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Coalition committed to present rural R&D arrangements

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John Anderson, MR Deputy Leader, National Party of Australia Shadow Minister for Primary Industry Media

Canberra: Phone (06) 2 7 7 4074


The Federal Coalition's commitment to maintaining present funding arrangements for rural research and development has been reconfirmed by National Party Deputy Leader and Shadow Minister for Primary Industry, John Anderson.

Mr Anderson made the commitment as farm leaders, researchers and policy makers met in Canberra at the "Developing Partnerships" conference called by the National Farmers' Federation to establish the future direction of rural research.

Mr Anderson dismissed Industry Commission recommendations on rural research and development funding as totally inappropriate.

He said the 1C recommendations, if implemented, had the potential to significantly reduce the rural research effort in Australia, especially in the current difficult economic circumstances in the rural sector.

"Given that Australia does nothing better than agriculture and that demand for food and fibre appears likely to take off in the coming decades, it would be economic lunacy for Australia in any way to reduce its capacity to capture these opportunities," Mr Anderson said.

"A Coalition Government would maintain the present system of matching industry R & D funding on a dollar for dollar basis up to 0.5% of the gross value of production (GVP)."

The 1C has recommended that dollar for dollar funding be limited to 0.25% of GVP and then one dollar for every two dollars invested by industry thereafter with no cap on the level of Government contributions.

Mr Anderson said that while the 1C proposal seemed generous at first glance, it would result in a significant reduction in research funding when it was implemented and there was no guarantee this would recover.

'The IC's suggestion that the impact of the new arrangements could be minimised by gradually reducing the present dollar for dollar ceiling is just pie in the sky theory and takes no account of circumstances in the bush.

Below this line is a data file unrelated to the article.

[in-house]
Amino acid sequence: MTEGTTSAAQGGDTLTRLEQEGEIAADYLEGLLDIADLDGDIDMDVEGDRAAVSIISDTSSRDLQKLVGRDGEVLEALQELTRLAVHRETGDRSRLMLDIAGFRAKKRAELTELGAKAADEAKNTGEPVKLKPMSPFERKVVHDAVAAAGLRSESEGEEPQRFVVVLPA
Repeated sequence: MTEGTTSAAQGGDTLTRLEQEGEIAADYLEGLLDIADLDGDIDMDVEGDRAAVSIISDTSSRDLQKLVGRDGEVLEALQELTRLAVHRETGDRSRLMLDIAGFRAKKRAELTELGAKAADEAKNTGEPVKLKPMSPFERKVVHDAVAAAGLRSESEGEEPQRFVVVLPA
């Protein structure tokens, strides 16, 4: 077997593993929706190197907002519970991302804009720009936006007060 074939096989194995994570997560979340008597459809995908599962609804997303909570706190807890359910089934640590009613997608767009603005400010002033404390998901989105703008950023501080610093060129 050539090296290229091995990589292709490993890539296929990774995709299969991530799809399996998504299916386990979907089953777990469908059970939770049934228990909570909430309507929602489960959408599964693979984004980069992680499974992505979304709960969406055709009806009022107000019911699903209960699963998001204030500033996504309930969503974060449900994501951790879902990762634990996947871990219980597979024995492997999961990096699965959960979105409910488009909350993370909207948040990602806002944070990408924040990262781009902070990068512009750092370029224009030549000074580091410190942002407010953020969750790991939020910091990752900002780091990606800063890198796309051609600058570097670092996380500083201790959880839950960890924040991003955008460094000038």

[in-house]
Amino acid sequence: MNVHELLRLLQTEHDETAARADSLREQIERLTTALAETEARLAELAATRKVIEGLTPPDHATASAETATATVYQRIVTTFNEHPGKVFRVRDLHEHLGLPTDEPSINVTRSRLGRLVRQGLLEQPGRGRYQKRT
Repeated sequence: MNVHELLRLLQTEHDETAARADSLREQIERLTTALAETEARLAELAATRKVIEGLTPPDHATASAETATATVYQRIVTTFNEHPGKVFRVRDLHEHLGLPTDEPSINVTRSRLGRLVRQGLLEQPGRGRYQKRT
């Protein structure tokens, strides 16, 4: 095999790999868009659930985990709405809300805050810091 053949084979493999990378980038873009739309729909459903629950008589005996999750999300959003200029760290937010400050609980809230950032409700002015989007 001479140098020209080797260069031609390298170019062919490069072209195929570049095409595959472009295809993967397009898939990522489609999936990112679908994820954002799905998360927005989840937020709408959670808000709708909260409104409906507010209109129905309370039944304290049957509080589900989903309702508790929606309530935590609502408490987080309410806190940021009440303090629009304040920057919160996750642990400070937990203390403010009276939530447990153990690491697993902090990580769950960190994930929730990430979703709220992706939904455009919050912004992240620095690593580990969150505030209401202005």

"Rural industries would have to increase their voluntary contributions to 0.75% of GVP just to regain the present level of Government support for R & D and farmers simply don't have that sort of money to invest.

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"If they did, they would be retiring the massive debts they’ve built up in the 1990s and investing in new plant and machinery to recapture some of the productivity gains they've lost to the drought and the recession."

Mr Anderson said significant public benefits flowed from Government funding of rural R & D because the work commissioned by the Research and Development Corporations was not strictly limited to farm production.

"Large sums of producer and Government money is invested in research into sustainable farming practices, the environment, human nutrition and food and fibre processing.

"We cannot afford to jeopardise this research by forcing the R & D Corporations to focus on the core needs of their immediate clients, farmers, which would be the inevitable result of changing funding arrangements.

"Australia is supposed to be the clever country. W e are supposed to be trying to position ourselves as the premier supplier of clean, sustainably produced food and fibre to the burgeoning markets of Asia.

"How can we possibly achieve this aim if we take the axe to research and development?" Mr Anderson asked.

31*August 1995 For details contact Stephen Oxley on (06) 277 4074